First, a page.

Myocardial infarction (MI) or in layman terms a heart attack, is a very serious condition that requires immediate expert medical intervention. It occurs when a coronary artery in this case the descending branch of the left coronary artery having blocked blood flow for some time, leading the heart muscle to be starved of much needed oxygen and thus causes the heart to stop pumping and heart cells to die (McCance, Huether, Brashers, & Rote, 2019). The lack of blood flow to the vessels called ischemia, brings about scarcity of adequate oxygen leading to Martin’s diagnosis. An MI produces irreversible cell death once there is a prolonged lack of blood flow to the heart. Once the heart muscle has been deprived of oxygen for more than 20 minutes, non-reversible hypoxic injury brings about cell demise and tissue necrosis (McCance, Huether, Brashers, & Rote, 2019).
Necrosis is not alone as a type of cell death it has a rival so to speak called apoptosis. Apoptosis is a regulated cellular death that is a naturally occurring part of the human biology where cells kill themselves to make room for new ones. A major difference in these two types of cell death, is that apoptosis is a good neighbor because it does not elicit an inflammatory response. Therefore, it does not damage surrounding cells whereas necrosis is not as friendly and causes injury to its neighbors by being messy and spilling the contents of the necrotic cells (Gaman et al., 2018).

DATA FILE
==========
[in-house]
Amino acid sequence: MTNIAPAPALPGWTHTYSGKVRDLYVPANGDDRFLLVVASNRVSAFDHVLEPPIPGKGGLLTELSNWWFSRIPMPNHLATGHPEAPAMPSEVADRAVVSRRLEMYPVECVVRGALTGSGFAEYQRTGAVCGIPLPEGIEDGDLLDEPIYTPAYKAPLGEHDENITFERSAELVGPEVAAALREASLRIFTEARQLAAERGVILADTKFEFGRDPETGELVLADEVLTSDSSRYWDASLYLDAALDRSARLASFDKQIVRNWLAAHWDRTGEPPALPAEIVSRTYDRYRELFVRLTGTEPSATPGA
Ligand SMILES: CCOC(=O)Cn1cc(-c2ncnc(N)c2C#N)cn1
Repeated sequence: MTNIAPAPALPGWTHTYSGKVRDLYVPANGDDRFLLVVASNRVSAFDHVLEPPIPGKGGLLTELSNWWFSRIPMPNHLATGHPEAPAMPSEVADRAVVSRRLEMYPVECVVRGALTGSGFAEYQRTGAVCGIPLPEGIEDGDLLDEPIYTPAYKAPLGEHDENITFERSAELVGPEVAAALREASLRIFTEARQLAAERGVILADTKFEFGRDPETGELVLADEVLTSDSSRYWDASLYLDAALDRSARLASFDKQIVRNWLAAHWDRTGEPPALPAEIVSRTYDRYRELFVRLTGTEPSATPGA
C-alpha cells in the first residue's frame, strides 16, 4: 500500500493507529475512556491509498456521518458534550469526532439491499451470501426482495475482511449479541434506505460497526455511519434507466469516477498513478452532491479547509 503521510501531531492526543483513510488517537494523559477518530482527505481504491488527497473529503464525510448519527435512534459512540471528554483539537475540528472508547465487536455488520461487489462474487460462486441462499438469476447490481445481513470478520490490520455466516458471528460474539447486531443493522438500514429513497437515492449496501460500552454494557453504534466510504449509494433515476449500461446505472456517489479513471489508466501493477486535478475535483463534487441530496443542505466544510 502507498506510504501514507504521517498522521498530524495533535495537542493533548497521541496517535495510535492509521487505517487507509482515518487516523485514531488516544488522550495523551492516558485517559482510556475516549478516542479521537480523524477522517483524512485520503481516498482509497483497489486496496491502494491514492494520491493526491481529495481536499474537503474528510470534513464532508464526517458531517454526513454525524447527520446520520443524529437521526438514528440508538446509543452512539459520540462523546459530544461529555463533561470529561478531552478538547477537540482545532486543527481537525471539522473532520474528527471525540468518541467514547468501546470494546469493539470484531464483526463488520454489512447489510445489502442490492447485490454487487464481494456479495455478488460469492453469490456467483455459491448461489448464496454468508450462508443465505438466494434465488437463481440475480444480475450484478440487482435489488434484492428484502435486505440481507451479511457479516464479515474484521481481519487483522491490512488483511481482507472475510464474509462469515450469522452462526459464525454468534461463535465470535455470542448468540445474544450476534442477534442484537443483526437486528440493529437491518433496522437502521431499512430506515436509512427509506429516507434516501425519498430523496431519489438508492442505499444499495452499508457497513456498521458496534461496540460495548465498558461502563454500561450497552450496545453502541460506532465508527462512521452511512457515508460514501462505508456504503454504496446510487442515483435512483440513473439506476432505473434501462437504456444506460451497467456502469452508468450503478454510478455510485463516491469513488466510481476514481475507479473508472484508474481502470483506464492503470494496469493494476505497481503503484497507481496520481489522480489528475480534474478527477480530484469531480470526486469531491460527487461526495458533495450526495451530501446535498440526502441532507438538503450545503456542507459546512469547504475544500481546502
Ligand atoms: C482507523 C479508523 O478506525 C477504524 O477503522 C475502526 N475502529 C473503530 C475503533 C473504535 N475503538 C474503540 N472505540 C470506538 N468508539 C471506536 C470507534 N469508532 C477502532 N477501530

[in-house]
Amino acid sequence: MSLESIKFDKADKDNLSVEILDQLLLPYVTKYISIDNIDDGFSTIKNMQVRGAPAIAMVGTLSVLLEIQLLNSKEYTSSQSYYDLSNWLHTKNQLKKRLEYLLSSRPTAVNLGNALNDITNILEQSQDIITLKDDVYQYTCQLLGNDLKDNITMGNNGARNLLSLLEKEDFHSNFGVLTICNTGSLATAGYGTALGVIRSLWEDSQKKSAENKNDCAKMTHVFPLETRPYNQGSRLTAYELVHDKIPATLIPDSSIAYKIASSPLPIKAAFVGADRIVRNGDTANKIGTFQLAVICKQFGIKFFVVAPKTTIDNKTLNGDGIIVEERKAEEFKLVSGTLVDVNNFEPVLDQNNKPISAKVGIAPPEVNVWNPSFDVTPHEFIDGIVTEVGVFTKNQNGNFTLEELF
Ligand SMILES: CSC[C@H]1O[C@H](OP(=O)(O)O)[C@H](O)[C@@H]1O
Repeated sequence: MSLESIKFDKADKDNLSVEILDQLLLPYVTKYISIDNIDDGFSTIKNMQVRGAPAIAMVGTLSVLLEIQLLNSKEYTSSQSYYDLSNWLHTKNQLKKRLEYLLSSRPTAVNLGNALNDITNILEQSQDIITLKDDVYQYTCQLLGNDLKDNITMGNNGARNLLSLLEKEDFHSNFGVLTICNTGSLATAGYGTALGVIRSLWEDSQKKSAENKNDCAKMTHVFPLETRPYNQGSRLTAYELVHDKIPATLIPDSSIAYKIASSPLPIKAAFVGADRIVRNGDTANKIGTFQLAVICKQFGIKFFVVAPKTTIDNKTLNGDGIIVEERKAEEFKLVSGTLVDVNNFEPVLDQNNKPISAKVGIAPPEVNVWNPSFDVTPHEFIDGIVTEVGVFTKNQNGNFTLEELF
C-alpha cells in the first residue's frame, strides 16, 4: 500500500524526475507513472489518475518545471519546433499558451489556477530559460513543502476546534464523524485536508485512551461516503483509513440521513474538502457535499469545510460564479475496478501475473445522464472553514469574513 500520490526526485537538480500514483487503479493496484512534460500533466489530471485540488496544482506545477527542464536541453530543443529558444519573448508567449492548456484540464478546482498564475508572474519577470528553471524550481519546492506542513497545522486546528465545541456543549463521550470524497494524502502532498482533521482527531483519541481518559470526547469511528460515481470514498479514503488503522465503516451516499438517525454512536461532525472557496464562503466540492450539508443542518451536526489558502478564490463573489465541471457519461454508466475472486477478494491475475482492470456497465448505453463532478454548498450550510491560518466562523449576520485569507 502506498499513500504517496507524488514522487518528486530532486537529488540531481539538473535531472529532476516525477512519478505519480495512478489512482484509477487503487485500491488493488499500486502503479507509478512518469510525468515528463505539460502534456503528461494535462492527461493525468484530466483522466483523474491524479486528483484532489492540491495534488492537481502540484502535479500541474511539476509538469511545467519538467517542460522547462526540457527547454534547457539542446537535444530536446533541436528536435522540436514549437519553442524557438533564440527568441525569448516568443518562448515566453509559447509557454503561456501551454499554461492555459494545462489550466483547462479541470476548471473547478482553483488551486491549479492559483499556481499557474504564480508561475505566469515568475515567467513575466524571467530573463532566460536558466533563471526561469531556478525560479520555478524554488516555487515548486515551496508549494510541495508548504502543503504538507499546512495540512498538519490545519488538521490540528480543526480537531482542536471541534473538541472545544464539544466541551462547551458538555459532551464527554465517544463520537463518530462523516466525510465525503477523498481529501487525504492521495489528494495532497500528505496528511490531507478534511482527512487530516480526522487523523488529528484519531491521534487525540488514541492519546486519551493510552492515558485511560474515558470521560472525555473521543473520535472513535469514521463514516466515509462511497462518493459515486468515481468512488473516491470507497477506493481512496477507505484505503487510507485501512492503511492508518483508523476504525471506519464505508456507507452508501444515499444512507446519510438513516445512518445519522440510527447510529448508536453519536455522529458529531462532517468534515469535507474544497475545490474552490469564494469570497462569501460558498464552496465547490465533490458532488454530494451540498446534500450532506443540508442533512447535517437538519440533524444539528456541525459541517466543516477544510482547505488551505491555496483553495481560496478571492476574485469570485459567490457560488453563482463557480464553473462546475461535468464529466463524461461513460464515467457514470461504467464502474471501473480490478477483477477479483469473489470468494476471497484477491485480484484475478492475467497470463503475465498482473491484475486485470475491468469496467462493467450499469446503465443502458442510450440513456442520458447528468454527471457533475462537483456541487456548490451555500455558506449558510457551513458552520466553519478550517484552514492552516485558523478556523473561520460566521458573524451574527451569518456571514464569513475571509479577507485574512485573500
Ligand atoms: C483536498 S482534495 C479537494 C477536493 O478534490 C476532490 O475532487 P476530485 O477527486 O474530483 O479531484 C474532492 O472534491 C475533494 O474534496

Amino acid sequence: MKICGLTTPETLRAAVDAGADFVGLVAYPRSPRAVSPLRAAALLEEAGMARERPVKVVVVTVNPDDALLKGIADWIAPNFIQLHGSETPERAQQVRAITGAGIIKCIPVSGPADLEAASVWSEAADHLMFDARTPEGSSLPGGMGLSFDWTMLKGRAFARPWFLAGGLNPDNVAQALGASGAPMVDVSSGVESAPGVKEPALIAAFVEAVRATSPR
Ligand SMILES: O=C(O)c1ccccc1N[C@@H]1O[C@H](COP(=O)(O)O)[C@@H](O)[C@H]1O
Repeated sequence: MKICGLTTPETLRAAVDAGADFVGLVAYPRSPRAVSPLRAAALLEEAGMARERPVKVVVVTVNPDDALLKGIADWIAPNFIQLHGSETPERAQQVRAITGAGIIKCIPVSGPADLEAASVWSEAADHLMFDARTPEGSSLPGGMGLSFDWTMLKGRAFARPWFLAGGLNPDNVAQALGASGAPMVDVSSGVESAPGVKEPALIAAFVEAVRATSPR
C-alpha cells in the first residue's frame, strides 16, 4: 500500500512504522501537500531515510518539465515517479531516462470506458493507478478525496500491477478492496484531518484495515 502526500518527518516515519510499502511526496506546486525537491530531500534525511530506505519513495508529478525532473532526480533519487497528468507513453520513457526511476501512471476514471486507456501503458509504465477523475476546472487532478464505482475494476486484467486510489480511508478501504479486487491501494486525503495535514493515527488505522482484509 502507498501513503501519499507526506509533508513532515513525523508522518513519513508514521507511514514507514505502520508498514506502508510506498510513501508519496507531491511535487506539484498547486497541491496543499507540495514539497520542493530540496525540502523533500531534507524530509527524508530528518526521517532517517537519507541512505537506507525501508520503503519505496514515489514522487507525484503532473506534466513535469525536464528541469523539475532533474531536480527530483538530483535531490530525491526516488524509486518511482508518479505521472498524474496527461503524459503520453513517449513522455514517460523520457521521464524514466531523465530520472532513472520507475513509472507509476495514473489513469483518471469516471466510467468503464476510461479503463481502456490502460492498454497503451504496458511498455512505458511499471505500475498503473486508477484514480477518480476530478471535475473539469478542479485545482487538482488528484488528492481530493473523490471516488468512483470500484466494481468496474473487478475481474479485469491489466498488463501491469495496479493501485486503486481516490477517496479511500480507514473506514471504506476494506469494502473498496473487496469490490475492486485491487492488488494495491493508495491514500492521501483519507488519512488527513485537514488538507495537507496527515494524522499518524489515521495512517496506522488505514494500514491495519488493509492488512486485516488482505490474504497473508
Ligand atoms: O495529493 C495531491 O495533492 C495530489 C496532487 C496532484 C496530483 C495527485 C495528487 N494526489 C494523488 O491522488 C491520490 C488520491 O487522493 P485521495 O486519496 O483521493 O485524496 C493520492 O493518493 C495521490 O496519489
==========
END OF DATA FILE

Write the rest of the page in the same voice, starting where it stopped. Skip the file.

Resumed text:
- What is the role of hydrostatic and oncotic pressure in regulation of blood pressure for this patient?
Hydrostatic pressure plays a significant role in the vascular system as it is the mechanical force that pushes blood in a vessel every time the human heart beats (McCance, Huether, Brashers, & Rote, 2019). This type of pressure is the catalyst for moving fluids into the capillaries from the interstitial space and vice versa. Where as osmotic or oncotic pressure, depends on selective permeability in the membranes and the availability of proteins to move fluids between the interstitial space and the capillary (Darwish & Lui, 2019).
- Explain the role of free radicals and myocardial death.
Free radicals participates in the process of destroying tissue by interrupting the balance between the manufacturing of reactive oxygen species and antioxidant defenses (McCance, Huether, Brashers, & Rote, 2019). Myocardial death is a result of ischemic injury that is not reversed. Free radicals such as hydroxy radicals and superoxide anions are by products of too much reactive oxygen species causing oxidative stress and have been shown to bring about contractile failure and structural damage to the myocardium (Kehrer & Klotz, 2015).
Darwish, A., & Lui, F. (2019, April 11). Physiology, colloid osmotic pressure. https://www.ncbi.nlm.nih.gov/books/NBK541067/
Gaman, L., Dragos, D., Vlad, A., Robu, G. C., Radoi, M. P., Stroica, L., Badea, M., & Gilca, M. (2018). Phytoceuticals in acute pancreatitis: Targeting the balance between apoptosis and necrosis. Evidence Based Complementary and Alternative Medicine, 1-27. https://doi.org/10.1155/2018/5264592
Kehrer, J. P., & Klotz, L. O. (2015). Free radicals and related reactive species as mediators of tissue injury and disease: Implications for health. Critical Reviewers in Toxicology, 45(9), 765-798. http://dx.doi.org/10.3109/10408444.2015.107415
McCance, K. L., Huether, S. E., Brashers, V. L., & Rote, N. S. (2019). Pathophysiology: The biologic basis for diseases in adults and children. (8th ed.). St. Louis, MO: Elsevier.